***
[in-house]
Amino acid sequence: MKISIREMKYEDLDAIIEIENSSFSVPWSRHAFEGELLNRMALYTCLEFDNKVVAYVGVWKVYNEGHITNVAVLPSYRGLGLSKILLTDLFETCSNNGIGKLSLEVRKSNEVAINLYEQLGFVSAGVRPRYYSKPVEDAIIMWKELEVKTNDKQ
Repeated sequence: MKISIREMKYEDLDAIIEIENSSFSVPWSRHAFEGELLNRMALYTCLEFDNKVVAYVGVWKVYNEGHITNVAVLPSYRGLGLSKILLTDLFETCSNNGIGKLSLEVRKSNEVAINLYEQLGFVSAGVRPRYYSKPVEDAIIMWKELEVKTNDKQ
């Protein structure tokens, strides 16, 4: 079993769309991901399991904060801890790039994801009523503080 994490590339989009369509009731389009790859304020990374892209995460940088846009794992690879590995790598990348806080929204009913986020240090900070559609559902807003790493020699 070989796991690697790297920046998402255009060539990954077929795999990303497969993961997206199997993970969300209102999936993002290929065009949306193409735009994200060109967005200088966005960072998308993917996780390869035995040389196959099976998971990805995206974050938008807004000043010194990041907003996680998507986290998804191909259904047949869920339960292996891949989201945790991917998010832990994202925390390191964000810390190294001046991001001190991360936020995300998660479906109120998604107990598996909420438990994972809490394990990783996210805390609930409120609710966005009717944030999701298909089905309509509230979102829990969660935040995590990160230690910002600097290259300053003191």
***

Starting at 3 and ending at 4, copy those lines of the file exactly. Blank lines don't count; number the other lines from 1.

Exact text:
Repeated sequence: MKISIREMKYEDLDAIIEIENSSFSVPWSRHAFEGELLNRMALYTCLEFDNKVVAYVGVWKVYNEGHITNVAVLPSYRGLGLSKILLTDLFETCSNNGIGKLSLEVRKSNEVAINLYEQLGFVSAGVRPRYYSKPVEDAIIMWKELEVKTNDKQ
């Protein structure tokens, strides 16, 4: 079993769309991901399991904060801890790039994801009523503080 994490590339989009369509009731389009790859304020990374892209995460940088846009794992690879590995790598990348806080929204009913986020240090900070559609559902807003790493020699 070989796991690697790297920046998402255009060539990954077929795999990303497969993961997206199997993970969300209102999936993002290929065009949306193409735009994200060109967005200088966005960072998308993917996780390869035995040389196959099976998971990805995206974050938008807004000043010194990041907003996680998507986290998804191909259904047949869920339960292996891949989201945790991917998010832990994202925390390191964000810390190294001046991001001190991360936020995300998660479906109120998604107990598996909420438990994972809490394990990783996210805390609930409120609710966005009717944030999701298909089905309509509230979102829990969660935040995590990160230690910002600097290259300053003191």